Every book has a moment where it shifts into that next gear and the story starts to move at a blistering pace. I’m not sure pace is the right term here, but it is the moment that the book really draws you in and it is all downhill from there. There are some excellent books that take off on page one and there are others that don’t hit this stride into halfway or more through, and then there are other books that never hit it nor are they meant to.
It is a fun thing to be reading a book and then realize that you have hit that moment. This morning I ended up with an extra bit of time and decided to pick up the book I am reading, Imaginary Friend by Stephen Chbosky and when I looked at the clock next all my time and then some was gone. I had gotten so drawn into the book that I had lost track of time.
For someone like me, who feels the weight of every minute, that is a strange occurrence. What made it weirder was it happened again during the day when I decided to listen to an audio book while walking a couple dogs and suddenly the visit was over. I asked myself why 20 minutes couldn’t go by that quickly at the gym but it was a nice brisk morning. Almost perfect walking weather for the way I was dressed. It is so rare to hit that perfect level of comfort outside where you are neither too hot or too cold.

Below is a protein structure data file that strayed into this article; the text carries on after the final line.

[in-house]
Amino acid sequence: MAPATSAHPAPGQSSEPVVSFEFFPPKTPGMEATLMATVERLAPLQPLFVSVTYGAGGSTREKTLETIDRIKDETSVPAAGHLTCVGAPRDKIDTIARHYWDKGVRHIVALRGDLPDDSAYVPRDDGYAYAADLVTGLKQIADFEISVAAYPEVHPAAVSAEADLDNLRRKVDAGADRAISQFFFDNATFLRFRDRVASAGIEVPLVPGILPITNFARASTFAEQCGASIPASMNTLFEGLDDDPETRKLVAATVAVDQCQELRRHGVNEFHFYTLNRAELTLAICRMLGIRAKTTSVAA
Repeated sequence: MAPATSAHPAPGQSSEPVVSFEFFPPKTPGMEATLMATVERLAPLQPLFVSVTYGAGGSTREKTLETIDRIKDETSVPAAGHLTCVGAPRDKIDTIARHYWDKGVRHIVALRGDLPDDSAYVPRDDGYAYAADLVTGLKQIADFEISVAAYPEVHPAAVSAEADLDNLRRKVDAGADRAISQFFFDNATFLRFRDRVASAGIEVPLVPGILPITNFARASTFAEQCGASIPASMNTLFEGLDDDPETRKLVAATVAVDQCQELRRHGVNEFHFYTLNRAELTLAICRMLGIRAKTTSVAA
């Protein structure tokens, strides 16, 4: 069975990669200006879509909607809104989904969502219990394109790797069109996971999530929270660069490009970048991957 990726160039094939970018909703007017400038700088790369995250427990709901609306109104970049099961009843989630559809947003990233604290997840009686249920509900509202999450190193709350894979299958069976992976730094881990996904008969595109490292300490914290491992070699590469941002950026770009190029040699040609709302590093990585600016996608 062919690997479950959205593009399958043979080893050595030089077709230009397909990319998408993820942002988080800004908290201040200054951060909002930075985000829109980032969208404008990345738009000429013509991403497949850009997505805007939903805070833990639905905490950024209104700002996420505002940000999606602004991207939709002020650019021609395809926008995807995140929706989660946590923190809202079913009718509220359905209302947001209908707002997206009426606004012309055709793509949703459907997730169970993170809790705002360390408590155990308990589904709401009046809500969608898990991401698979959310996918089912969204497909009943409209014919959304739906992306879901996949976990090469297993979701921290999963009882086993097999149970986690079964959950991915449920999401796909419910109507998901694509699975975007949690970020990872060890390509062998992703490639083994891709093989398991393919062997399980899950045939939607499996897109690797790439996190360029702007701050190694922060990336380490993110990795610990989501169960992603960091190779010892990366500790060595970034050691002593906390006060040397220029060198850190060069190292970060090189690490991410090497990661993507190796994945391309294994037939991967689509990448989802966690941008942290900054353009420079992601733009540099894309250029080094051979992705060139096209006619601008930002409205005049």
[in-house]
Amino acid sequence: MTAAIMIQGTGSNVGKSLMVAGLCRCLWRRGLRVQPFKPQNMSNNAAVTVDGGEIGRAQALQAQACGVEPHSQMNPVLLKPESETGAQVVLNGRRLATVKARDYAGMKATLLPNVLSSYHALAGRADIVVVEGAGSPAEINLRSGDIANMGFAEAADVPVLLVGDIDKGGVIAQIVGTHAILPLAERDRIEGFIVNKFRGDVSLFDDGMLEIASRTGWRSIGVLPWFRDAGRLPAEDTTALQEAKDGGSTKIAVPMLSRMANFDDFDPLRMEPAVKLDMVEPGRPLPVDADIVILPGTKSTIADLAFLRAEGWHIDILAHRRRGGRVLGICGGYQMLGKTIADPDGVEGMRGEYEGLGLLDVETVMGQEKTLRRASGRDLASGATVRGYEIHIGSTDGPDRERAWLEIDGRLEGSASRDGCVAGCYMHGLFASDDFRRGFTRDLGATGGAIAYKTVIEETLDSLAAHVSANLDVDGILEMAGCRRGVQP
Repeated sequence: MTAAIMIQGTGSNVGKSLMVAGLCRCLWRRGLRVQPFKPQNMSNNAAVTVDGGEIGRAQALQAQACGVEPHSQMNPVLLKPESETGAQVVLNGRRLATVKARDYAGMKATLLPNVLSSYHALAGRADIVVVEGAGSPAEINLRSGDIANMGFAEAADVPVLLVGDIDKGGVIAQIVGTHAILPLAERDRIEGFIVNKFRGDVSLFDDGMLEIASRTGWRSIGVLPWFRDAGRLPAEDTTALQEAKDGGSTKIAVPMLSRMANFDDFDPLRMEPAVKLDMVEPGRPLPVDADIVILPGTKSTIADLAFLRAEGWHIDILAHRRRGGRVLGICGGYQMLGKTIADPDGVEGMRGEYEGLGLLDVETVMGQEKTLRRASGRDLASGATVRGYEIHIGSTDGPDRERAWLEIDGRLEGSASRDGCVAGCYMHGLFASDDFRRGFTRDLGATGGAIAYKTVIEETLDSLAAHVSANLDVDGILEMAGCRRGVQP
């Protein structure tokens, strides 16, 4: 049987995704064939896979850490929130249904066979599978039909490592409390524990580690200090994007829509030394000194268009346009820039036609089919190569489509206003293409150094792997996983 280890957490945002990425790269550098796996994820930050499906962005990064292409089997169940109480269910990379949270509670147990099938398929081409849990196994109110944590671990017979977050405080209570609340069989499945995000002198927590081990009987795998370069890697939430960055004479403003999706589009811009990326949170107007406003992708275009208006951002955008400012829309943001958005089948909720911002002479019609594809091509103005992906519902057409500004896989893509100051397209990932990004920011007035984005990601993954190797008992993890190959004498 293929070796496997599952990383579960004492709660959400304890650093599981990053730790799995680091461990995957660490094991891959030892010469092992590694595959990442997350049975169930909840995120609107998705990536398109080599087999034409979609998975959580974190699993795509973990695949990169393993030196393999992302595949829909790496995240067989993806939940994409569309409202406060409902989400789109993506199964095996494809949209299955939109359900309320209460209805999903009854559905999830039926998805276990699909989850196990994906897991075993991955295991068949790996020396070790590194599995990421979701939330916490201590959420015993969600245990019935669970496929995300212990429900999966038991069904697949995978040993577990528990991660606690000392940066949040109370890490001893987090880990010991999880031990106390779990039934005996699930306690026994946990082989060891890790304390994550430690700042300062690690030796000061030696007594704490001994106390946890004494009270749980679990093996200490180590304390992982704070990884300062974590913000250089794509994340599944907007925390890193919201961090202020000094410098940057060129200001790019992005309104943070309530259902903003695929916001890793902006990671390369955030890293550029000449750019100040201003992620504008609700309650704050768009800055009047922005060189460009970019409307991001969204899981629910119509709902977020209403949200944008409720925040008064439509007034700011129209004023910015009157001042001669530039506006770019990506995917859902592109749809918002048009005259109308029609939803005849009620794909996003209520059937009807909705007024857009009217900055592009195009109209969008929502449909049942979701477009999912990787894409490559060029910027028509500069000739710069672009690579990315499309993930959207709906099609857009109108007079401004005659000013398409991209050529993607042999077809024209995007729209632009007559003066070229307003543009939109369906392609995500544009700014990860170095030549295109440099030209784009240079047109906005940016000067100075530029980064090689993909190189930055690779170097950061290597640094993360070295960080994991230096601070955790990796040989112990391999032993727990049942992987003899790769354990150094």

There are dangers to getting so invested in a book. I am much worse with the physical books versus the audio books. I am reckless to a fault with how I stop the audio books where they are when I get where I am going or am done at the gym or finished working. I stop in the middle of chapters, often in the middle of sentences, and find it difficult to remember what was happening when I pick back up sometimes.
For physical books I have to get to the end of a chapter. I took a book to the delivery of our daughter and was worried I’d be in the middle of a chapter when they came to take my wife back. I think I might have stopped then and I have before but it is a difficult thing for me to do. The other day a chapter ran longer than expected and we had to take the boys to school. I stopped in the middle of the chapter to help them get their shoes and socks on before loading them in the car.
It is in the midst of those downhill moments that we easily lose track of time or get agitated at people wanting to interrupt our reading or drawing us back into the real world in some other form or fashion. It is also when the book has really hit its stride and is rushing towards its conclusion.